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Alto Metals breathes new life into Bulls Oak gold mine

Updated: Mar 25

Alto Metals’ open-pit historic Bull Oak mine from a drone. Credit: File

Alto Metals has shone the miner’s torch on more gold in the historic Bull Oak mine after a data review at its Sandstone project in Western Australia turned up a bonanza intersection of 1m at 275 grams per tonne and reports of visible gold.

The company will now whack in 18 reverse-circulation (RC) holes for 2400m into the host granodiorite intrusive and surrounding mafic rocks in a bid to extend the known limits of gold mineralisation.

The data assessment shows the style of gold mineralisation is one of multiple stacked quartz reef lodes within the host granodiorite and the surrounding mafic rocks while remaining completely open both up and down dip, in addition to both along strike and at depth.

The lack of recent exploration, untested mineralisation and the significant gold intercepts noted in historic drilling, testifies to Alto’s contention that much of the precious yellow metal is still to be revealed in the maiden drilling program.

The drilling will comprise four 300m depth holes to delineate the dip extensions of the multiple stacked gold lodes, while the remaining 14 holes will range in depth from 70m to 100m to test strike extensions within and outside the boundaries of the granodiorite.

Mineralisation at Bull Oak is multiple stacked lodes hosted within a granodiorite, similar to that at Lord Nelson and Lord Henry. Most of the historic drilling at Bull Oak has been relatively shallow, however two historic holes drilled to 300m depth intersected multiple lodes and reported numerous instances of visible gold. A follow up deep hole drilled by Alto returned a wide zone 260m @ 0.4g/t gold from 36m, including 14.1 g/t gold and ended in mineralisation. The mineralisation is completely untested up and down dip of these intercepts, as well as at depth, and we are excited to have an RC rig arriving shortly to test these outstanding targets, that have the potential to drive near-term growth. Alto Metals managing director Matthew Bowles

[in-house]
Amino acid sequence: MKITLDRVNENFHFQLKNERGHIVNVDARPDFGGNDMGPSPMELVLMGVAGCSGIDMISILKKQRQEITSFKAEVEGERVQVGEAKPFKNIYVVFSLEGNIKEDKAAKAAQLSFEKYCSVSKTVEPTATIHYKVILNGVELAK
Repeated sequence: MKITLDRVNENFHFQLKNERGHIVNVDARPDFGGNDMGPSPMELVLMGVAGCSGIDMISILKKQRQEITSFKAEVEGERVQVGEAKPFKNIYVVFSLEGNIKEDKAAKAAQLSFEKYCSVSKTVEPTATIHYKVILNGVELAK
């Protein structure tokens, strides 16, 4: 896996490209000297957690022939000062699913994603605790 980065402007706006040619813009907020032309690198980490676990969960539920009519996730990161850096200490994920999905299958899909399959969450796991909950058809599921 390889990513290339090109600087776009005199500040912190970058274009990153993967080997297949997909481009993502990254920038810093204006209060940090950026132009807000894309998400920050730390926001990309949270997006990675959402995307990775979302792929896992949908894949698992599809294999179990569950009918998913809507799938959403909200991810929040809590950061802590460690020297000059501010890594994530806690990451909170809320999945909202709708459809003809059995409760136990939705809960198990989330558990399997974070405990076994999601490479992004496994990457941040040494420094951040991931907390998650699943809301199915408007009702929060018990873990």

The Bull Oak mine is within the area known as the Hancocks Mining Centre that consists of mostly historical shafts of less than 10m in depth. It covers an area of 3 square kilometres within the company’s 100 per cent-owned Sandstone gold project that sits 5km south-east of its namesake WA town.

Production from 1904 to 1943 amounted to some 40,000 ounces, with an average grade of 38g/t. The Bull Oak mine was originally mined underground for its gold-bearing quartz reefs and yielded 10,617 ounces at a grade of 27g/t, but was worked by open-pit to 60m by Herald Resources in 1997 to offer 9701 ounces at 1.87g/t.

Limited historical drilling in the Hancocks area showed a best intersection of up to 1m at 29g/t.

Currently, the mineral resource for Bull Oak is 65,000 ounces on a 1.9g/t grade, with a cutoff of 0.5g/t within a constrained $2500 pit shell to 160m.

Alto’s total Sandstone gold resources stand at an indicated and inferred open-pit gold resource of 832,000 ounces at 1.5g/t from 17.6 million tonnes, with 90 per cent recoverable within the top 150m. The total unconstrained mineral resource estimate boasts a sizeable 23.5 million tonnes at 1.4g/t for 1.05 million ounces.

But Alto’s latest disclosures beg the question – are we about to see it resurrect the Bull Oak mine with the application of meticulous data assessment and strategically-targeted drilling to ultimately become another gold producer in a renowned tier-one gold province?

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